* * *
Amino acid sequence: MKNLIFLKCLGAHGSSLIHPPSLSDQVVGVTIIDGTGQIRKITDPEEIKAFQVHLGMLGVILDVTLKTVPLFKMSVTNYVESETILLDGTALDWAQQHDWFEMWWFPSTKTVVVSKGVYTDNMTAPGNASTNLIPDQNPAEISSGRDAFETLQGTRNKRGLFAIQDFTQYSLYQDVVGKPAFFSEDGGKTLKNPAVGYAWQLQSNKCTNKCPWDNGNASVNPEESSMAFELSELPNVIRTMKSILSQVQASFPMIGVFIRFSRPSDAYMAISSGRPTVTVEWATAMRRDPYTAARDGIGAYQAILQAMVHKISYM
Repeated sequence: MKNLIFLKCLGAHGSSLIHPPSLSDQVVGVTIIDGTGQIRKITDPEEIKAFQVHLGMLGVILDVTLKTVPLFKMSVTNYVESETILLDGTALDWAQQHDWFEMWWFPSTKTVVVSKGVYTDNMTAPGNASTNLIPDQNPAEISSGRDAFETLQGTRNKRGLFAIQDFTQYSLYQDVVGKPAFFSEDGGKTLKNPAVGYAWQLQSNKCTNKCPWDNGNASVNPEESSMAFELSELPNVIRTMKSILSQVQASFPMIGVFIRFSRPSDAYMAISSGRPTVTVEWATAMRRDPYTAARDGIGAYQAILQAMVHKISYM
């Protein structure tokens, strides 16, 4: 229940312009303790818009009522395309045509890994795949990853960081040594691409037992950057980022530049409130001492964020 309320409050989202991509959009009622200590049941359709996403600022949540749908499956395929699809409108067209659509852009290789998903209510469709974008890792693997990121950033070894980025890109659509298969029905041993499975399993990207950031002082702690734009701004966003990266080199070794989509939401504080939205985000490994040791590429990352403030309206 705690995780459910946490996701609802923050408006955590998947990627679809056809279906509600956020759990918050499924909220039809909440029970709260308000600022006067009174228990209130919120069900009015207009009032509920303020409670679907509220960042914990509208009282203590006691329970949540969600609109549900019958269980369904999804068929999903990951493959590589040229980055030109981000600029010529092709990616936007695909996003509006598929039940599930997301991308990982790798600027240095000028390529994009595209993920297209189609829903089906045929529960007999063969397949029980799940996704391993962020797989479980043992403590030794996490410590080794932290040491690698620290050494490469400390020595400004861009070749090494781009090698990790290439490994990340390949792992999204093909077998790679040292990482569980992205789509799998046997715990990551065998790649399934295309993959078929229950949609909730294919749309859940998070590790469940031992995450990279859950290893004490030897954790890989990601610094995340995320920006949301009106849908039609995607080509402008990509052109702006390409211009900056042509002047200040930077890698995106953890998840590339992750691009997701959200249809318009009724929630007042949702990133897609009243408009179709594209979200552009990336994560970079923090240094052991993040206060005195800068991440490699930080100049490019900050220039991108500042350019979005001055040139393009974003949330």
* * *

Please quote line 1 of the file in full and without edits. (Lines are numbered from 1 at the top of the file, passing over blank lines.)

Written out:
Amino acid sequence: MKNLIFLKCLGAHGSSLIHPPSLSDQVVGVTIIDGTGQIRKITDPEEIKAFQVHLGMLGVILDVTLKTVPLFKMSVTNYVESETILLDGTALDWAQQHDWFEMWWFPSTKTVVVSKGVYTDNMTAPGNASTNLIPDQNPAEISSGRDAFETLQGTRNKRGLFAIQDFTQYSLYQDVVGKPAFFSEDGGKTLKNPAVGYAWQLQSNKCTNKCPWDNGNASVNPEESSMAFELSELPNVIRTMKSILSQVQASFPMIGVFIRFSRPSDAYMAISSGRPTVTVEWATAMRRDPYTAARDGIGAYQAILQAMVHKISYM